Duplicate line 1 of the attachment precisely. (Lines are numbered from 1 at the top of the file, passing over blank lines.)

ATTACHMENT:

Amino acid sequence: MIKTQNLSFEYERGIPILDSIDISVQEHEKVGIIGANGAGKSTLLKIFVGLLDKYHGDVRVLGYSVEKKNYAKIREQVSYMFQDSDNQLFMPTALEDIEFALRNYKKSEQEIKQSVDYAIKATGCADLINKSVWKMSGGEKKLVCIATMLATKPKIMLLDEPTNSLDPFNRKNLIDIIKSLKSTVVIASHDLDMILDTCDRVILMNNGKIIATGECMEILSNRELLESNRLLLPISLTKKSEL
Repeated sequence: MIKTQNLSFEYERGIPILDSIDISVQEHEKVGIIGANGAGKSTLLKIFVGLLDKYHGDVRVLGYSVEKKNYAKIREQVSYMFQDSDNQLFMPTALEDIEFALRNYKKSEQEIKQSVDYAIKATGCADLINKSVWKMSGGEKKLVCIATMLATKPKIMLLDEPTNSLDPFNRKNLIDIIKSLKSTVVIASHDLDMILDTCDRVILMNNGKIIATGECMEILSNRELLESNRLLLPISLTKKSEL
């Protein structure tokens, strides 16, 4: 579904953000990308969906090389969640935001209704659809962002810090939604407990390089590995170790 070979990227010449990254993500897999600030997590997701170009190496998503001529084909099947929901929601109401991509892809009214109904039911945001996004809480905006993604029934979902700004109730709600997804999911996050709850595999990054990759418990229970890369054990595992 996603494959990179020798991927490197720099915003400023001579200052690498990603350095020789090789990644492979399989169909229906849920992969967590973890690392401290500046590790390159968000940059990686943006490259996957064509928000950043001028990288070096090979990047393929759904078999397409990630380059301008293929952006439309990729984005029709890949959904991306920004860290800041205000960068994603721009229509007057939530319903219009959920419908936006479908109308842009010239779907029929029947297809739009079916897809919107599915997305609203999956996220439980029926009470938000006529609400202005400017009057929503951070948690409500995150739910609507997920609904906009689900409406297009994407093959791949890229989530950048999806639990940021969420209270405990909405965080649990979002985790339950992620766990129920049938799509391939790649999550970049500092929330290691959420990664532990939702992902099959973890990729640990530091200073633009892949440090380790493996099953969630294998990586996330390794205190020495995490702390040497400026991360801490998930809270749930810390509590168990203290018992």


Amino acid sequence: MIKTQNLSFEYERGIPILDSIDISVQEHEKVGIIGANGAGKSTLLKIFVGLLDKYHGDVRVLGYSVEKKNYAKIREQVSYMFQDSDNQLFMPTALEDIEFALRNYKKSEQEIKQSVDYAIKATGCADLINKSVWKMSGGEKKLVCIATMLATKPKIMLLDEPTNSLDPFNRKNLIDIIKSLKSTVVIASHDLDMILDTCDRVILMNNGKIIATGECMEILSNRELLESNRLLLPISLTKKSEL